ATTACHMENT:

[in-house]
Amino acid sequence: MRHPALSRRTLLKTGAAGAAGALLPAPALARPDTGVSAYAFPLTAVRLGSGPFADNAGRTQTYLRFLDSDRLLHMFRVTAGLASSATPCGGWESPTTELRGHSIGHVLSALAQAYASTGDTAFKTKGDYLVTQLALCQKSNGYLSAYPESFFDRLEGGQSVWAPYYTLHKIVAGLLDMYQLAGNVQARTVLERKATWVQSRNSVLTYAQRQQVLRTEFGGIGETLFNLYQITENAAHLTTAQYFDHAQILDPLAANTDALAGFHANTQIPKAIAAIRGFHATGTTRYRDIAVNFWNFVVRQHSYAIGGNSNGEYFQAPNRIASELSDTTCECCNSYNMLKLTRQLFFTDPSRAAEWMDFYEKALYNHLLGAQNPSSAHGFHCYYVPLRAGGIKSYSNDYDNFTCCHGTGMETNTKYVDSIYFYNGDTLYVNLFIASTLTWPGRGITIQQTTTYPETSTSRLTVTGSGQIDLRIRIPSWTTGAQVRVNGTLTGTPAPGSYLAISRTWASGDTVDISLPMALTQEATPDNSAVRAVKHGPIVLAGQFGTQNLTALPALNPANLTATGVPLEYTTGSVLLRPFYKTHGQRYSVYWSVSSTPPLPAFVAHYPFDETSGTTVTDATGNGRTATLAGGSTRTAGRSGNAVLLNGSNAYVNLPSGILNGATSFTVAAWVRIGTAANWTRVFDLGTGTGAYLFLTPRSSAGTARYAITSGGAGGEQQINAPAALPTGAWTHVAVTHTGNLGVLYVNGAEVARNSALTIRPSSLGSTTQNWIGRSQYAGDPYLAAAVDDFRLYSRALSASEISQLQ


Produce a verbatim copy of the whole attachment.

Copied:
[in-house]
Amino acid sequence: MRHPALSRRTLLKTGAAGAAGALLPAPALARPDTGVSAYAFPLTAVRLGSGPFADNAGRTQTYLRFLDSDRLLHMFRVTAGLASSATPCGGWESPTTELRGHSIGHVLSALAQAYASTGDTAFKTKGDYLVTQLALCQKSNGYLSAYPESFFDRLEGGQSVWAPYYTLHKIVAGLLDMYQLAGNVQARTVLERKATWVQSRNSVLTYAQRQQVLRTEFGGIGETLFNLYQITENAAHLTTAQYFDHAQILDPLAANTDALAGFHANTQIPKAIAAIRGFHATGTTRYRDIAVNFWNFVVRQHSYAIGGNSNGEYFQAPNRIASELSDTTCECCNSYNMLKLTRQLFFTDPSRAAEWMDFYEKALYNHLLGAQNPSSAHGFHCYYVPLRAGGIKSYSNDYDNFTCCHGTGMETNTKYVDSIYFYNGDTLYVNLFIASTLTWPGRGITIQQTTTYPETSTSRLTVTGSGQIDLRIRIPSWTTGAQVRVNGTLTGTPAPGSYLAISRTWASGDTVDISLPMALTQEATPDNSAVRAVKHGPIVLAGQFGTQNLTALPALNPANLTATGVPLEYTTGSVLLRPFYKTHGQRYSVYWSVSSTPPLPAFVAHYPFDETSGTTVTDATGNGRTATLAGGSTRTAGRSGNAVLLNGSNAYVNLPSGILNGATSFTVAAWVRIGTAANWTRVFDLGTGTGAYLFLTPRSSAGTARYAITSGGAGGEQQINAPAALPTGAWTHVAVTHTGNLGVLYVNGAEVARNSALTIRPSSLGSTTQNWIGRSQYAGDPYLAAAVDDFRLYSRALSASEISQLQ